Rather than analytical, the prose is white hot. He bombards the reader with phrases and concepts that are highly provocative yet do not stand up under scrutiny ... The numbers are horrific, the language incandescent, and the logic murky. Snyder does not explain why this particular piece of terrain deserves the title 'bloodlands' while others do not ... The murk has its uses, evading the question of causation by surrounding it with a kind of rhetorical smokescreen. And so Snyder can have Hitler and Stalin collaborating in one another’s crimes at a time when they were at each other’s throat without pausing to explain how that could possibly be. The effect is to suggest that the two regimes were morally equivalent while avoiding an overt engagement with the more unsavory implications associated with the concept of moral equivalence that arose during the famous Historikerstreit of the 1980s ... Bloodlands is important because it is less an effort to understand what happened in 1933–45 than a milestone in the process of engagement with local revanchist forces.
...a genuinely shattering report on the ideology, the political strategy, and the daily horror of Soviet and Nazi rule in the region that Timothy Snyder calls the bloodlands ... one must agree with Snyder that the doubtful honor of having lost the highest proportion of their inhabitants during the war belongs to Poland, the three Baltic countries, Belarus, Ukraine, and parts of western Russia. The tragedy of the other European states pales in comparison ...Timothy Snyder did archival research in English, German, Yiddish, Czech, Slovak, Polish, Belorussian, Ukrainian, Russian, and French. His learning is extraordinary. His vivid imagination leads him to see combinations, similarities, and general trends where others would see only chaos and confusion, and this inevitably invites heated debate ... The story of Stalin’s collectivization drive and the ensuing mass starvation forms perhaps the most dramatic chapter of the book.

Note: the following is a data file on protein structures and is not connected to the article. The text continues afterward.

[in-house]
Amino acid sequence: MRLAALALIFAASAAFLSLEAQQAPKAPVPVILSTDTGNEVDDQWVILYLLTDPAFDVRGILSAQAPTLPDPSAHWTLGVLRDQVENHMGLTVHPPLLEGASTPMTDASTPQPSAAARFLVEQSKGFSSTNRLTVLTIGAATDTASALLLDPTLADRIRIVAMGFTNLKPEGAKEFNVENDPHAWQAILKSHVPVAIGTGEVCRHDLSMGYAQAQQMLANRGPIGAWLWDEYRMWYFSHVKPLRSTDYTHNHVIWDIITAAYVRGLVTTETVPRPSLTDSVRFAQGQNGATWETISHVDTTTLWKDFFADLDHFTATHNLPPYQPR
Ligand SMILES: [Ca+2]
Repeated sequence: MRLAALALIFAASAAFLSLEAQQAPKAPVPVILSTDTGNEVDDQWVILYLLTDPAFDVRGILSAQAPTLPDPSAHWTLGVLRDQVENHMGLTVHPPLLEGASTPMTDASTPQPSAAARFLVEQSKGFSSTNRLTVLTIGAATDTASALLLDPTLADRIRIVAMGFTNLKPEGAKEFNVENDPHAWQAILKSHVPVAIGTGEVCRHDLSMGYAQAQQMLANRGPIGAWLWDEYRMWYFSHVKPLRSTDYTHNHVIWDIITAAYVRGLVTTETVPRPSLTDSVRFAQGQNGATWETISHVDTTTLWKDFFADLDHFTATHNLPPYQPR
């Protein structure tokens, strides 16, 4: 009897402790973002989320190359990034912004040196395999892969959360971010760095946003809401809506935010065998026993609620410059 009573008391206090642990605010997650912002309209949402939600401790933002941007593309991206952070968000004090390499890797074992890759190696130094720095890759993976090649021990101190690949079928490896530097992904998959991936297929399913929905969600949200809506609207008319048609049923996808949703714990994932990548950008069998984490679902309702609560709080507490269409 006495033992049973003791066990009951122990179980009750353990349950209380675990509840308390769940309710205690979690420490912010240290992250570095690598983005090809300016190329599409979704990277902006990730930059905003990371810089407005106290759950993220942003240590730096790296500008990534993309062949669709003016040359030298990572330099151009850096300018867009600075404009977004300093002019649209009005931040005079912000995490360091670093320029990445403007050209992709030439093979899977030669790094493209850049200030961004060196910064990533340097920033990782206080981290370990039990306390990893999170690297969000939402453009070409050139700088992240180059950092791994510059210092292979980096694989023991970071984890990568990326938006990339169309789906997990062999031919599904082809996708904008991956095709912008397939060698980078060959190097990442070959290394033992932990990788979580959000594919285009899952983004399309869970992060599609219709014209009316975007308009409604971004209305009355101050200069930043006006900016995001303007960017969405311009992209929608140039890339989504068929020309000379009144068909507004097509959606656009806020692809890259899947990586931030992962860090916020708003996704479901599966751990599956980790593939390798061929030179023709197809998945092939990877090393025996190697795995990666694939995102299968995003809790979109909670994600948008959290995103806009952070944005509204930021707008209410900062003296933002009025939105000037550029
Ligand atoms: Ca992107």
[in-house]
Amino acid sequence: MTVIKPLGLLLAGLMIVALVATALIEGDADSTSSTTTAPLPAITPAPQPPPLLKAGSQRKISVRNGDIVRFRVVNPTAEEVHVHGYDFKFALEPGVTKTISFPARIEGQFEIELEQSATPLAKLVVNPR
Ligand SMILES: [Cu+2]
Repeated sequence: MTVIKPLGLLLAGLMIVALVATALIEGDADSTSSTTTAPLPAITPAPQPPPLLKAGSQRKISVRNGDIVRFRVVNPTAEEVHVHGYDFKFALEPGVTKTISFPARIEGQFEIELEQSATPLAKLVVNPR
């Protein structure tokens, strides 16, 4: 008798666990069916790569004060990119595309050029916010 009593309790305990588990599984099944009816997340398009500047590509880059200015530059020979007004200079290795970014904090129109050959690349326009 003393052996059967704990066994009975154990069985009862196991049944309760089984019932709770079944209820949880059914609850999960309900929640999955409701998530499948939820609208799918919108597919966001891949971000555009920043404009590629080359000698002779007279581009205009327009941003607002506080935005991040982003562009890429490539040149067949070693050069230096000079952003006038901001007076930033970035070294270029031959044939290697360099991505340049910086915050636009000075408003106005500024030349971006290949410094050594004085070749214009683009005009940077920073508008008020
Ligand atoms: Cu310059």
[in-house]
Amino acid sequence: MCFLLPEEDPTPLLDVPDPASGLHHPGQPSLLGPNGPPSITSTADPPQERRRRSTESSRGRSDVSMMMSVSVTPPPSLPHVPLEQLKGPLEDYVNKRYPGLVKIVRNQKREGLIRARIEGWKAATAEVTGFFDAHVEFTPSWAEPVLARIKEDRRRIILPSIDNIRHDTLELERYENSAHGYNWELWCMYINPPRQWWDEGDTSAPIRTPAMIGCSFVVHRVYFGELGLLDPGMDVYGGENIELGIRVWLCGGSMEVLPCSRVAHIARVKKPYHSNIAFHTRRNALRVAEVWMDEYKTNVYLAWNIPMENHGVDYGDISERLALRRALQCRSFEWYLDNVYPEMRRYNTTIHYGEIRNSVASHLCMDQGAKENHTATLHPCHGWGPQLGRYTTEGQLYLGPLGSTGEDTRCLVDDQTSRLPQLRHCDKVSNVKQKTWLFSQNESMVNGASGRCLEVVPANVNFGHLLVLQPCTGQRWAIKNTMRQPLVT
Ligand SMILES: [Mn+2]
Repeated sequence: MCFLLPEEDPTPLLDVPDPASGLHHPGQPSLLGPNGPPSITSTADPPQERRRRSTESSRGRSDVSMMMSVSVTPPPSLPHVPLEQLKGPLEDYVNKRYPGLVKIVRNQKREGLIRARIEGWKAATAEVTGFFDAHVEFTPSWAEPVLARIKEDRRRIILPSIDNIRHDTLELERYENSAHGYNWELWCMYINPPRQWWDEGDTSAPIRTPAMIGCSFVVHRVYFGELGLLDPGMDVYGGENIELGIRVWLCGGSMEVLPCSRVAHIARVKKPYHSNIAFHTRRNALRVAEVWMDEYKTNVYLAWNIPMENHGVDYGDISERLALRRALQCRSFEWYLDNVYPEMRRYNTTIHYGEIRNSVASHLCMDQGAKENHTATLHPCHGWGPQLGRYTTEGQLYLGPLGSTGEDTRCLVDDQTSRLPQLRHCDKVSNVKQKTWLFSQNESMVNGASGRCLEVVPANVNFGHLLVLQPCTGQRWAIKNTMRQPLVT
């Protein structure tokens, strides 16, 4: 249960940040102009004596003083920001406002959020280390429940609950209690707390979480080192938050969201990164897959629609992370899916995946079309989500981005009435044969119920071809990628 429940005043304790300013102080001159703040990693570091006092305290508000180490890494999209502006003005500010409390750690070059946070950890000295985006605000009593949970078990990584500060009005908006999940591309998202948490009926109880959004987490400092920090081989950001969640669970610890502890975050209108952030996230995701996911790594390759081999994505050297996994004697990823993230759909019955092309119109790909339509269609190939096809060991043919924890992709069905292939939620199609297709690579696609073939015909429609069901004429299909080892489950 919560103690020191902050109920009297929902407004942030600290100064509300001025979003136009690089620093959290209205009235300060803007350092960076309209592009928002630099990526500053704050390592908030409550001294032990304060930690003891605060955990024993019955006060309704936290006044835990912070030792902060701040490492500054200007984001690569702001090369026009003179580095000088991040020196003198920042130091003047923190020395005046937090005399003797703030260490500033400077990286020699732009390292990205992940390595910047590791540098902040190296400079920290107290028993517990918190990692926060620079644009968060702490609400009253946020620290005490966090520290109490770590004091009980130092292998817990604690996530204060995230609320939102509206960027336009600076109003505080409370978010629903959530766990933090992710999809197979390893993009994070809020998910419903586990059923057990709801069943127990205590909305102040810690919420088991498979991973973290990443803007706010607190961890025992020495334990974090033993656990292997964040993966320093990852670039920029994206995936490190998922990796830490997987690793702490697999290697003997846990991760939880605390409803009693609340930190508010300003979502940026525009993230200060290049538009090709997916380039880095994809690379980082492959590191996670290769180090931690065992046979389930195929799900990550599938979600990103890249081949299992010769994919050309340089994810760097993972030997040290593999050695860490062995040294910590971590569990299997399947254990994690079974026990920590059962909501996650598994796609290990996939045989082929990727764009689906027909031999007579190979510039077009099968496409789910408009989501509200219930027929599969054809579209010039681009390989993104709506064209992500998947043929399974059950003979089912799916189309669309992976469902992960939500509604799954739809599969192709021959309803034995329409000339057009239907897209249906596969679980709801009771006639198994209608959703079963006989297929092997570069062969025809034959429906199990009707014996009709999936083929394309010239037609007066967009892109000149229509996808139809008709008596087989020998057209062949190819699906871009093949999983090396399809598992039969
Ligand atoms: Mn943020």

In this scrupulously researched history, Snyder chronicles atrocities committed by both Hitler and Stalin in central Poland, western Russia, Ukraine, Belarus and the Baltic States ... Snyder does not argue for a supposed moral equivalence between Hitler’s extermination of the Jews and the earlier Stalinist extermination of the kulaks. On the contrary, the industrial exploitation of corpses and their ashes was a uniquely Hitlerian atrocity – a unique instance of human infamy ... As a history of political mass murder, Bloodlands serves to illuminate the political sickness that reduced 14 million people to the status of non-persons.